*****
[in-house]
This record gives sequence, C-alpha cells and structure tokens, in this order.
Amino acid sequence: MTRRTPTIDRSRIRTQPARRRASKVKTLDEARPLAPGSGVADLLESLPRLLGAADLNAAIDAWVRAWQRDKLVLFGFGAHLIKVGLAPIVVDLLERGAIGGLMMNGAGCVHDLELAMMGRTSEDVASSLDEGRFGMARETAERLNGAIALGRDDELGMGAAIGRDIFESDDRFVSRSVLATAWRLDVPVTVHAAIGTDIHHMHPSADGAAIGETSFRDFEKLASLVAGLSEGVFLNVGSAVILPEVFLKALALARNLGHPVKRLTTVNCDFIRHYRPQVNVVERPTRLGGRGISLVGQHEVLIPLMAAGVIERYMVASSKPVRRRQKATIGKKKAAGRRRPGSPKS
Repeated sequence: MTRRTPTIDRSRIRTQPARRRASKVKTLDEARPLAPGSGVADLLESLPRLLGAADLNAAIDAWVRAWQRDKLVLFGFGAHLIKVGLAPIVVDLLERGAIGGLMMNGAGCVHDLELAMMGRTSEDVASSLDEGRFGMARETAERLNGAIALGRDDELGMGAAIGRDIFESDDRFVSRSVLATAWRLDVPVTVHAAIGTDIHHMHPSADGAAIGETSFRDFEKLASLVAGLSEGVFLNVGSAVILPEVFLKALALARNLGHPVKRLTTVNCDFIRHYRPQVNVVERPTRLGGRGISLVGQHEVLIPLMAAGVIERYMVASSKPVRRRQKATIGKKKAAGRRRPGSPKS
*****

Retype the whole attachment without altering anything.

[in-house]
This record gives sequence, C-alpha cells and structure tokens, in this order.
Amino acid sequence: MTRRTPTIDRSRIRTQPARRRASKVKTLDEARPLAPGSGVADLLESLPRLLGAADLNAAIDAWVRAWQRDKLVLFGFGAHLIKVGLAPIVVDLLERGAIGGLMMNGAGCVHDLELAMMGRTSEDVASSLDEGRFGMARETAERLNGAIALGRDDELGMGAAIGRDIFESDDRFVSRSVLATAWRLDVPVTVHAAIGTDIHHMHPSADGAAIGETSFRDFEKLASLVAGLSEGVFLNVGSAVILPEVFLKALALARNLGHPVKRLTTVNCDFIRHYRPQVNVVERPTRLGGRGISLVGQHEVLIPLMAAGVIERYMVASSKPVRRRQKATIGKKKAAGRRRPGSPKS
Repeated sequence: MTRRTPTIDRSRIRTQPARRRASKVKTLDEARPLAPGSGVADLLESLPRLLGAADLNAAIDAWVRAWQRDKLVLFGFGAHLIKVGLAPIVVDLLERGAIGGLMMNGAGCVHDLELAMMGRTSEDVASSLDEGRFGMARETAERLNGAIALGRDDELGMGAAIGRDIFESDDRFVSRSVLATAWRLDVPVTVHAAIGTDIHHMHPSADGAAIGETSFRDFEKLASLVAGLSEGVFLNVGSAVILPEVFLKALALARNLGHPVKRLTTVNCDFIRHYRPQVNVVERPTRLGGRGISLVGQHEVLIPLMAAGVIERYMVASSKPVRRRQKATIGKKKAAGRRRPGSPKS